Ahavath Achim Rabbi Puts Computer Skills to Good Use

Two years ago Rabbi Michael and Mira Kaplan were looking for a place where they could make a difference. They found it in Portland. Rabbi Kaplan, then a rabbinic associate at the Riverdale Jewish Center in the Bronx, NY, accepted an invitation from Congregation Ahavath Achim to become its spiritual leader.

“There is a tremendous potential for growth here,” he says. “And people are so excited to become involved in the synagogue.” Charles Levy, president of Ahavath Achim, notes that the search for a rabbi took about three years, in part because it was important to find someone who could meet the needs of what he calls the congregation’s diverse membership.

Founded in 1916 Ahavath Achim has long been a center for Sephardic Jews from many communities – the Isle of Rhodes, Turkey, Greece, Morocco, Iran, Iraq, Israel and more – and also has attracted Ashkenazi and other Jews who like the Sephardic style of services.

Kaplan understands and appreciates the diversity. Though he and his wife come from Ashkenazi backgrounds, Kaplan grew up in the Syrian Sephardic community of Deal, NJ, where his family adopted the Sephardic customs of his Syrian-Jewish stepfather.

“We’re a combination of Ashkenazi and Sephardic,” he says of his family, which includes daughter, Dina, 7, and son, Yoel, 6, both students at Maayan Torah Day School. And that blend extends to the congregation, which conducts Yizkor (memorial) services on the major holidays – an Ashkenazi custom. However, he notes, the melodies used in the services and the food at free community Shabbat lunches are strictly Sephardic. “We have a commitment to keeping the Sephardic culture alive – and this is what attracts people,” he says. Since his arrival before the High Holy Days in 2011, he has been working to strengthen the congregation and inspire its members and visitors.

He has revamped the congregation’s website and electronic communications (he has a background in computer science), seen attendance at Shabbat services grow to about 20 to 25 each week, taught classes on a variety of subjects, collaborated with other community endeavors and worked with the congregation’s board on plans for the future.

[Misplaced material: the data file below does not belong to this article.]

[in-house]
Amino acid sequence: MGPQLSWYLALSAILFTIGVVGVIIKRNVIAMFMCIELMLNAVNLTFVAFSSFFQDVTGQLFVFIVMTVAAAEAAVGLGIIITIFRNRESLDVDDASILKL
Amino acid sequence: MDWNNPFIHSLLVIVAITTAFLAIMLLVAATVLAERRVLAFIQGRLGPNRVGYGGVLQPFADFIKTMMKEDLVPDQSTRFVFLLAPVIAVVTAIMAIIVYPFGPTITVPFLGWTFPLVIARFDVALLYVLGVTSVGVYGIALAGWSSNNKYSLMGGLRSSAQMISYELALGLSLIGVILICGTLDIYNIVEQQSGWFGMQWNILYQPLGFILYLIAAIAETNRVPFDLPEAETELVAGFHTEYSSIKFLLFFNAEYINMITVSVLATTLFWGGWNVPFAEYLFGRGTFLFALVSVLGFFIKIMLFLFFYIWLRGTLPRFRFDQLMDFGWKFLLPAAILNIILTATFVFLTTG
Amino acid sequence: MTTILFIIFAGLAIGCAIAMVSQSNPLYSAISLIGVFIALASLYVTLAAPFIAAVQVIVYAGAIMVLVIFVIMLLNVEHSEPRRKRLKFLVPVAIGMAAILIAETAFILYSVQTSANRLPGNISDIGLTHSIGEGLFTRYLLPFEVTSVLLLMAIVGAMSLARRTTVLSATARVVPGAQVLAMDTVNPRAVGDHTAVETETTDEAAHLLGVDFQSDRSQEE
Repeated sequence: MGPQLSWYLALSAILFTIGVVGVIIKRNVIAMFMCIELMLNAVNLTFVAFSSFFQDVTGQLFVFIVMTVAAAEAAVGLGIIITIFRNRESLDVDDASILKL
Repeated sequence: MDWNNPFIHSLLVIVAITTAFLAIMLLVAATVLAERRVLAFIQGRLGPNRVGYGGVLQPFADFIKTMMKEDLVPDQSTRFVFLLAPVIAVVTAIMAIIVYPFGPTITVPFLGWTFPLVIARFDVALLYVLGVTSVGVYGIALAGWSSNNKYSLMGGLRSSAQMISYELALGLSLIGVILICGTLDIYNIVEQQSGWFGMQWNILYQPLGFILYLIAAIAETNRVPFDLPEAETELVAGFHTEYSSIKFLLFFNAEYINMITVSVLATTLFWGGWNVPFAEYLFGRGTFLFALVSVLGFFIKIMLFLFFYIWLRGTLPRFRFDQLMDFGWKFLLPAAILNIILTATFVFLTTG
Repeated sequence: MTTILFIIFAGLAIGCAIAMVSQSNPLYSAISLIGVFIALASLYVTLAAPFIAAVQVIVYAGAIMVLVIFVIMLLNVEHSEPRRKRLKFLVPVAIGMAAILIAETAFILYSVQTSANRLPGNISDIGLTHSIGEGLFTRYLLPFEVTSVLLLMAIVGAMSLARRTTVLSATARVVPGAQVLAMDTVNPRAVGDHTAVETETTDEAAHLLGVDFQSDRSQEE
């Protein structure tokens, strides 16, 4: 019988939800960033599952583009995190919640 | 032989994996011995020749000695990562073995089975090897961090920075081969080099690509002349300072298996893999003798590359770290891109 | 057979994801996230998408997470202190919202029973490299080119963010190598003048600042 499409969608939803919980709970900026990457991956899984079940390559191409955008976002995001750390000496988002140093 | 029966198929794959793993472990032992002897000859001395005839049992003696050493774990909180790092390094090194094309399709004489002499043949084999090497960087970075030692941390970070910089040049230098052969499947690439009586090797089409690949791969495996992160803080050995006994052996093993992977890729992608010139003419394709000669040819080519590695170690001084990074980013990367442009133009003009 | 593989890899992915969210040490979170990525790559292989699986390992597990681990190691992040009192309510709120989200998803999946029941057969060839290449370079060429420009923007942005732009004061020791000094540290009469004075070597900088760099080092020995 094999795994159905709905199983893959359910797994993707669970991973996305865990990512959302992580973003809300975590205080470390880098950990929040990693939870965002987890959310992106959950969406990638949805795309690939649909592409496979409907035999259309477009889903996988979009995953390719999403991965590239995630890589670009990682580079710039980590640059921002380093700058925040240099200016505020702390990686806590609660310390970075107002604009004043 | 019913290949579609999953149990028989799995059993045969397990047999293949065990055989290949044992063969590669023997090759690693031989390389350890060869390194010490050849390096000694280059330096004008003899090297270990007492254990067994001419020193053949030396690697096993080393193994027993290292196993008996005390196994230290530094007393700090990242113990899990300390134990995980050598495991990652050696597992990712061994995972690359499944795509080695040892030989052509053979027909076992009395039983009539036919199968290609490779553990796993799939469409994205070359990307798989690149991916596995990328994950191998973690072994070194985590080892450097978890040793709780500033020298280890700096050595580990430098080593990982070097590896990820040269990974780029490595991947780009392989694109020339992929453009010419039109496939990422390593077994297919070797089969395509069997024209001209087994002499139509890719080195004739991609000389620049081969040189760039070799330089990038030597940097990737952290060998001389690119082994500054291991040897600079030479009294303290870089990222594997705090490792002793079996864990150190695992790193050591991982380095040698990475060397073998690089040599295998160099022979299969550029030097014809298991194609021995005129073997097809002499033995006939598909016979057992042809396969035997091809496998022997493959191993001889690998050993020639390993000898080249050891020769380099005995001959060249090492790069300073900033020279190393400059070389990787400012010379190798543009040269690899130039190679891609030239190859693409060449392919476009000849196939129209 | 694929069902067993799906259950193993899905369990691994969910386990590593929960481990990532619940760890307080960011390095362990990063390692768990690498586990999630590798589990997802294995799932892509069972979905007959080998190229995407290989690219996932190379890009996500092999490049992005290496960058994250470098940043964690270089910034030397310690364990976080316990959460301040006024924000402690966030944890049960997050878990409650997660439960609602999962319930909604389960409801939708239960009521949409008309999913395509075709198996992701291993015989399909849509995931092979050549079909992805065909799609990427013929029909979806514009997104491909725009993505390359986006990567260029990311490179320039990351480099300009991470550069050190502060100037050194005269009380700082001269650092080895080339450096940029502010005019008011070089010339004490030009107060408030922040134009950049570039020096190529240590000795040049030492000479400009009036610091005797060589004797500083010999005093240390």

“We want to create a welcoming environment, where everyone is comfortable,” he says. “And to do whatever good we can do.” Kaplan, 30, is the only one of his siblings – two brothers and three stepsisters – to become a Jewish community professional. And it was not something he set out to do. He initially thought he would work in computers or in business, and still maintains his certification in computer networking. But his experiences in a Jewish day school, the Yeshivat HaKotel, Yeshiva University and its Bernard Revel Graduate School led him to seek rabbinic ordination and opportunities for Jewish community service.

“Every day in the evening prayers, we say ‘Ki hem chayeinu’ – ‘this is our life source,’ ” he says. “It seemed hypocritical not to take it seriously.” So instead of being a computer programmer who would study on the side, he became a rabbi with an expertise in computers.

Before coming to Portland, he worked in family and divorce mediation, including a stint as executive director of the Organization for the Resolution of Agunot (women unable to receive a Jewish divorce), as a kosher supervisor, a lecturer in the Beit Midrash of YU’s affiliated Stern College, and as a rabbinic intern and later associate at the Riverdale Jewish Center. He also holds a master’s degree in Medieval Jewish Studies.

Mira Kaplan, also 30, grew up on Staten Island, NY, earned a doctorate in physical therapy at Touro College and works at Infinity Rehab in Wilsonville. They live in the Corbett neighborhood, near Ahavath Achim, but plan to move to the Hillsdale area to be closer to the center of the city’s Jewish community. “We want to take in more of that Jewish environment, and add what we can to that tapestry,” he says. He hopes Ahavath Achim eventually will relocate to the area around the Mittleman Jewish Community Center, which he says is part of the congregation’s long-term plan.

For now, however, Kaplan wants to continue to strengthen his congregation and continue to make a contribution to his new community. “We want to develop religious growth for ourselves and for everyone,” he says. “And we feel we’re paving the way toward that goal.”

Sura Rubenstein is a Portland fre
elance writer.

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